In the firing line

Whilst patrolling the reserve last week I inadvertently became target practice for a dining squirrel.

The missile was the remains of a nibbled pine cone, with just the core left. A cone axis, as they are known, is a sure sign that something has had it for dinner. As this one fell out of the tree, it was almost certainly from a squirrel.

Squirrels have specific dining habits as discussed in the blog woodland dining. When taking the seeds from a cone they will start by gnawing at the base and working down the cone to the tip which they hold pointing downwards. The cone axis which is left will often have a frayed end like this one.

Cone core © Rhian Davies

The scales nearer the tip of the cone are harder to gnaw off so they must brace the cone against the floor or a branch, as they gnaw through to the seeds underneath.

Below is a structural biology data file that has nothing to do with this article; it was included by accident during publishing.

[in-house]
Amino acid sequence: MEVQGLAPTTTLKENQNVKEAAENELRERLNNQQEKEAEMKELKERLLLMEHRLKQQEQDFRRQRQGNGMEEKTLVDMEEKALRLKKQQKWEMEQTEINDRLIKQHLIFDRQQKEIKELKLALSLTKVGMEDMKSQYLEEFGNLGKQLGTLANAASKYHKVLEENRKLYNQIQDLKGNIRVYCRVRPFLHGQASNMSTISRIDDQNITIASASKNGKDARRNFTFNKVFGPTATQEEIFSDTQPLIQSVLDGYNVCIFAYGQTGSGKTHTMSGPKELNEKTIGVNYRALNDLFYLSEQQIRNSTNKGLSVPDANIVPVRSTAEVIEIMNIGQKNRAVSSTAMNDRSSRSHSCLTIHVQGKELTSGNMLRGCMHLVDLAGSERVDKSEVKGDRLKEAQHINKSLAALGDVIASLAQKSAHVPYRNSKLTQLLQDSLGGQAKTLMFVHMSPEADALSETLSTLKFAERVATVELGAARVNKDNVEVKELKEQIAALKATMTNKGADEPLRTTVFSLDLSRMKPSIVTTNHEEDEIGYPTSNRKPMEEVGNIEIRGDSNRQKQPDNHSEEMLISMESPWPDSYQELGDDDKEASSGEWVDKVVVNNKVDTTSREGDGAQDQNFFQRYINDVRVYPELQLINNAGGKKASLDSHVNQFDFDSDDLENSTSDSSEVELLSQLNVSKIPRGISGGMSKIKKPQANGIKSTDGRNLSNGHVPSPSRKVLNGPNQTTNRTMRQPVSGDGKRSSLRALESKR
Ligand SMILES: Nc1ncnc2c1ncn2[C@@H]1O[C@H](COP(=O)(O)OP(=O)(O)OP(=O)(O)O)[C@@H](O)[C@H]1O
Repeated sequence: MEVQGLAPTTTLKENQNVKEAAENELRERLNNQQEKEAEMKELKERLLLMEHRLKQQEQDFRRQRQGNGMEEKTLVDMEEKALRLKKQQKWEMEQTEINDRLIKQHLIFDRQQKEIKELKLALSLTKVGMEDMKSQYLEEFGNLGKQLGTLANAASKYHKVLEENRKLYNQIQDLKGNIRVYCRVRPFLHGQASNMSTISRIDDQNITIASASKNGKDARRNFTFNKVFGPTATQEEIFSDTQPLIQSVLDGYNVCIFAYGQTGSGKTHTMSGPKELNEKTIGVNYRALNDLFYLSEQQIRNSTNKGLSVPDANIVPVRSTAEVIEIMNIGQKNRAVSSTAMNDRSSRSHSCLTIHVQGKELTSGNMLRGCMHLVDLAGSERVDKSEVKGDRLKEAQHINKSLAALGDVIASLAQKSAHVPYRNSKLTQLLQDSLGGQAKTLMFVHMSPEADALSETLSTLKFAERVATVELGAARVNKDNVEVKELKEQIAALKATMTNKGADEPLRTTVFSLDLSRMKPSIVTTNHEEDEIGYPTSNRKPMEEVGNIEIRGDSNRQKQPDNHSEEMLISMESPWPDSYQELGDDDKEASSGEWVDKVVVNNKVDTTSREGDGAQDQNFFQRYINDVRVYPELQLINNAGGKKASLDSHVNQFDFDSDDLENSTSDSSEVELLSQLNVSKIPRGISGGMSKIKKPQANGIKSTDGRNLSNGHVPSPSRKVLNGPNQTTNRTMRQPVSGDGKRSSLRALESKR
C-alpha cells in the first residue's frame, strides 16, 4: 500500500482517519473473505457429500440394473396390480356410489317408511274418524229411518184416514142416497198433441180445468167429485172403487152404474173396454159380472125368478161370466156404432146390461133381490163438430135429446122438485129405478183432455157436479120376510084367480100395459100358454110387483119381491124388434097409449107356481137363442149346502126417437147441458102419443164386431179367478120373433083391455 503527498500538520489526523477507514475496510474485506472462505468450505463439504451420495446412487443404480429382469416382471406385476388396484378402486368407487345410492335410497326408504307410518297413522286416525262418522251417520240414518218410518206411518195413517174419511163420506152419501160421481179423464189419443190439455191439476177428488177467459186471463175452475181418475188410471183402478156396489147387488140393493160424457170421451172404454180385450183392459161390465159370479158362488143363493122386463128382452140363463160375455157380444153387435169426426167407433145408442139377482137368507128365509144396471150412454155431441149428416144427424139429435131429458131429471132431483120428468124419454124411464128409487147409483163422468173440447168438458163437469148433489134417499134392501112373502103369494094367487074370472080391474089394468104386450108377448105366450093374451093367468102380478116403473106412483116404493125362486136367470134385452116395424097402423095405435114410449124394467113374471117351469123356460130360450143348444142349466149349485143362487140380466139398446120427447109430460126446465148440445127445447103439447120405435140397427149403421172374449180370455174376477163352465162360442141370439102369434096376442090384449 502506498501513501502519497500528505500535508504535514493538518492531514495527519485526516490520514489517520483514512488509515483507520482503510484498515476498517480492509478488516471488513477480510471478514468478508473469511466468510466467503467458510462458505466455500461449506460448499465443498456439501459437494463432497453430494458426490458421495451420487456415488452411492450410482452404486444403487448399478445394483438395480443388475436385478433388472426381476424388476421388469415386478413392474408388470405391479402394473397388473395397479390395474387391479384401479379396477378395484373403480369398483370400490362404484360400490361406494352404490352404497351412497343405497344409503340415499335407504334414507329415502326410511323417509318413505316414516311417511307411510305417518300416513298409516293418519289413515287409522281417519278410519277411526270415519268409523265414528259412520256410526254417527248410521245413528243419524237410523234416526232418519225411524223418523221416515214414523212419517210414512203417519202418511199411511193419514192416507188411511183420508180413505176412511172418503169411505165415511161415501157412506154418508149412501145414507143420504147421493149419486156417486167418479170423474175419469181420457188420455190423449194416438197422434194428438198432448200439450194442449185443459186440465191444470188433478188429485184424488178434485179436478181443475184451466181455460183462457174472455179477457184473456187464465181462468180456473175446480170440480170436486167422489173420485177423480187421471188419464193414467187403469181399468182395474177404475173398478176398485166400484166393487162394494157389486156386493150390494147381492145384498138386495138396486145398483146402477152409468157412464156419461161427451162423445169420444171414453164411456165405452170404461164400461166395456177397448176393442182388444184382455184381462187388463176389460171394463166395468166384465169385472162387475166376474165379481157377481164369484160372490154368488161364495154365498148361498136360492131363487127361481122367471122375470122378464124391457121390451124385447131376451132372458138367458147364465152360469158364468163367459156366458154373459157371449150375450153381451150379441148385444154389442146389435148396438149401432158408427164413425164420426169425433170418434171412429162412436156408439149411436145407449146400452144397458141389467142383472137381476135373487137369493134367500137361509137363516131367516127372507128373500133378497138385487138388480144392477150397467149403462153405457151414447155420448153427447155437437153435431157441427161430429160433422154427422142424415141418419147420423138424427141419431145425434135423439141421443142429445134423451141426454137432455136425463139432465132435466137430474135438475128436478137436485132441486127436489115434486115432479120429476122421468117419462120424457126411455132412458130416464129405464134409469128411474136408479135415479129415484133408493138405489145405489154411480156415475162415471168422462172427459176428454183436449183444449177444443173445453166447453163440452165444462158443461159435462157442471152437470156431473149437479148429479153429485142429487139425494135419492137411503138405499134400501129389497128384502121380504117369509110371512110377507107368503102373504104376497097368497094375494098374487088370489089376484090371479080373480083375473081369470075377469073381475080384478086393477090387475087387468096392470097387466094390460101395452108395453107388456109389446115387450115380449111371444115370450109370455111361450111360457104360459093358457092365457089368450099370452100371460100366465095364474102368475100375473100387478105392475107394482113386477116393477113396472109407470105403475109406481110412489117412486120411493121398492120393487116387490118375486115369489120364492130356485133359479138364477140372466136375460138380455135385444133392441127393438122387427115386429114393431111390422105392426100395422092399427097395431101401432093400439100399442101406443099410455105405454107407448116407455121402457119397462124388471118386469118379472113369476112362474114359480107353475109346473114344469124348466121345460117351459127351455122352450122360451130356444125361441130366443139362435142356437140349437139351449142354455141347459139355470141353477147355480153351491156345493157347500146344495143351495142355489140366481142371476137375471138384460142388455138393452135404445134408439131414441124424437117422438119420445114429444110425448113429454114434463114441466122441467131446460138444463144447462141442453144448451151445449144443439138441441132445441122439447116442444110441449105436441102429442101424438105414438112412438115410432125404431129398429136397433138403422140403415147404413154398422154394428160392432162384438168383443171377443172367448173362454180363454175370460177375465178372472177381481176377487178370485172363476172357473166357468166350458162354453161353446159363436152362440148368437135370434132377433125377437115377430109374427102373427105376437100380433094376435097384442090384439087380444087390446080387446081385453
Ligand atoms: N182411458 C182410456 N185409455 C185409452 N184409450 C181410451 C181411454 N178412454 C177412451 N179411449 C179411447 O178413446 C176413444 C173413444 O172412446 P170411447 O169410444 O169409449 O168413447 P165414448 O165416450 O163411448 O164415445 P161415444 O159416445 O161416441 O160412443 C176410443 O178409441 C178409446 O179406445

Individual squirrels, like humans, can be left or right handed. By looking at the pattern of gnawing on the scales, it can be established which paw they held the top of the cone with. Though there may be ambidextrous squirrels out there too . . .

Other creatures enjoy munching on pine cone seeds too. Wood mice are particular fans, but their discarded cones are much smoother in appearance than a squirrel’s.

Bye for now,

Rhian (Seasonal Ranger)

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Preface

Whilst patrolling the reserve last week I inadvertently became target practice for a dining squirrel. The missile was the remains of a nibbled pine cone, with just the core left. …

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